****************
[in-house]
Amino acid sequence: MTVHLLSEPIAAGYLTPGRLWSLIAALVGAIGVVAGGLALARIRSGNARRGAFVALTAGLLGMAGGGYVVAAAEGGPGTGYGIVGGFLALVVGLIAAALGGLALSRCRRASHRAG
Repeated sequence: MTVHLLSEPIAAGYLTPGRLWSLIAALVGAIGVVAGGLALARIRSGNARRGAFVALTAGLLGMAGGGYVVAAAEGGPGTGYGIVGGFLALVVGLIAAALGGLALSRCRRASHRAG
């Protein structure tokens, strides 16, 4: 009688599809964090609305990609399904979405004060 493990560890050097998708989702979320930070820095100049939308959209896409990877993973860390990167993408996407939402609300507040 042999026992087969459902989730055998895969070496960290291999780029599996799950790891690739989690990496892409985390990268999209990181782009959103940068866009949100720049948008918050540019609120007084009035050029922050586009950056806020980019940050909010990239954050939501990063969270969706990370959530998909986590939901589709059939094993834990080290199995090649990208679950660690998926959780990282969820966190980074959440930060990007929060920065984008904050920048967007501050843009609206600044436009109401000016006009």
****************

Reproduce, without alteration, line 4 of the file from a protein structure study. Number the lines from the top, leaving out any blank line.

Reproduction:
């Protein structure tokens, strides 16, 4: 009688599809964090609305990609399904979405004060 493990560890050097998708989702979320930070820095100049939308959209896409990877993973860390990167993408996407939402609300507040 042999026992087969459902989730055998895969070496960290291999780029599996799950790891690739989690990496892409985390990268999209990181782009959103940068866009949100720049948008918050540019609120007084009035050029922050586009950056806020980019940050909010990239954050939501990063969270969706990370959530998909986590939901589709059939094993834990080290199995090649990208679950660690998926959780990282969820966190980074959440930060990007929060920065984008904050920048967007501050843009609206600044436009109401000016006009």